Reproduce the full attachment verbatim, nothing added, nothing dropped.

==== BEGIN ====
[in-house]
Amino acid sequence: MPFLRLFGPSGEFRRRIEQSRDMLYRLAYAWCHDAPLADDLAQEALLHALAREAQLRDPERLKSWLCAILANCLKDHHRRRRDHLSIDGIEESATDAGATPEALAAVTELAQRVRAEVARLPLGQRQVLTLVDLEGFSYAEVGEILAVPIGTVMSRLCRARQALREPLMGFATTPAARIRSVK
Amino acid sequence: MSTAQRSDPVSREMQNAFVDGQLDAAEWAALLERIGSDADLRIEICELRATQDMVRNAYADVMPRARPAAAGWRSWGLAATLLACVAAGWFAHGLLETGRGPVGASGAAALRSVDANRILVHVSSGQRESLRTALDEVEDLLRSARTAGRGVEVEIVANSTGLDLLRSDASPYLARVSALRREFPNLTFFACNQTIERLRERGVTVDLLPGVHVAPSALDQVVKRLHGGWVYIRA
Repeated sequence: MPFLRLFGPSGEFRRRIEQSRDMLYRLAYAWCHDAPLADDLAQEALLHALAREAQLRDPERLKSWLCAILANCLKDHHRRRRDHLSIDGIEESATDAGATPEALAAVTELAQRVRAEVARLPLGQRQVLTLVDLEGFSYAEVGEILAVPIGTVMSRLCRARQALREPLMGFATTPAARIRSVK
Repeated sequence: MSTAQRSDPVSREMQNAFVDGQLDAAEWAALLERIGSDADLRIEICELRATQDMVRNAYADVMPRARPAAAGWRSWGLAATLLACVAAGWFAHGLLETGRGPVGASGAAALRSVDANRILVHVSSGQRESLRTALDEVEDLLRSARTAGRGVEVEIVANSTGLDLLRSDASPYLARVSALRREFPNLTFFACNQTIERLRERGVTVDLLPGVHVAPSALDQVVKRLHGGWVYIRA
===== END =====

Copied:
[in-house]
Amino acid sequence: MPFLRLFGPSGEFRRRIEQSRDMLYRLAYAWCHDAPLADDLAQEALLHALAREAQLRDPERLKSWLCAILANCLKDHHRRRRDHLSIDGIEESATDAGATPEALAAVTELAQRVRAEVARLPLGQRQVLTLVDLEGFSYAEVGEILAVPIGTVMSRLCRARQALREPLMGFATTPAARIRSVK
Amino acid sequence: MSTAQRSDPVSREMQNAFVDGQLDAAEWAALLERIGSDADLRIEICELRATQDMVRNAYADVMPRARPAAAGWRSWGLAATLLACVAAGWFAHGLLETGRGPVGASGAAALRSVDANRILVHVSSGQRESLRTALDEVEDLLRSARTAGRGVEVEIVANSTGLDLLRSDASPYLARVSALRREFPNLTFFACNQTIERLRERGVTVDLLPGVHVAPSALDQVVKRLHGGWVYIRA
Repeated sequence: MPFLRLFGPSGEFRRRIEQSRDMLYRLAYAWCHDAPLADDLAQEALLHALAREAQLRDPERLKSWLCAILANCLKDHHRRRRDHLSIDGIEESATDAGATPEALAAVTELAQRVRAEVARLPLGQRQVLTLVDLEGFSYAEVGEILAVPIGTVMSRLCRARQALREPLMGFATTPAARIRSVK
Repeated sequence: MSTAQRSDPVSREMQNAFVDGQLDAAEWAALLERIGSDADLRIEICELRATQDMVRNAYADVMPRARPAAAGWRSWGLAATLLACVAAGWFAHGLLETGRGPVGASGAAALRSVDANRILVHVSSGQRESLRTALDEVEDLLRSARTAGRGVEVEIVANSTGLDLLRSDASPYLARVSALRREFPNLTFFACNQTIERLRERGVTVDLLPGVHVAPSALDQVVKRLHGGWVYIRA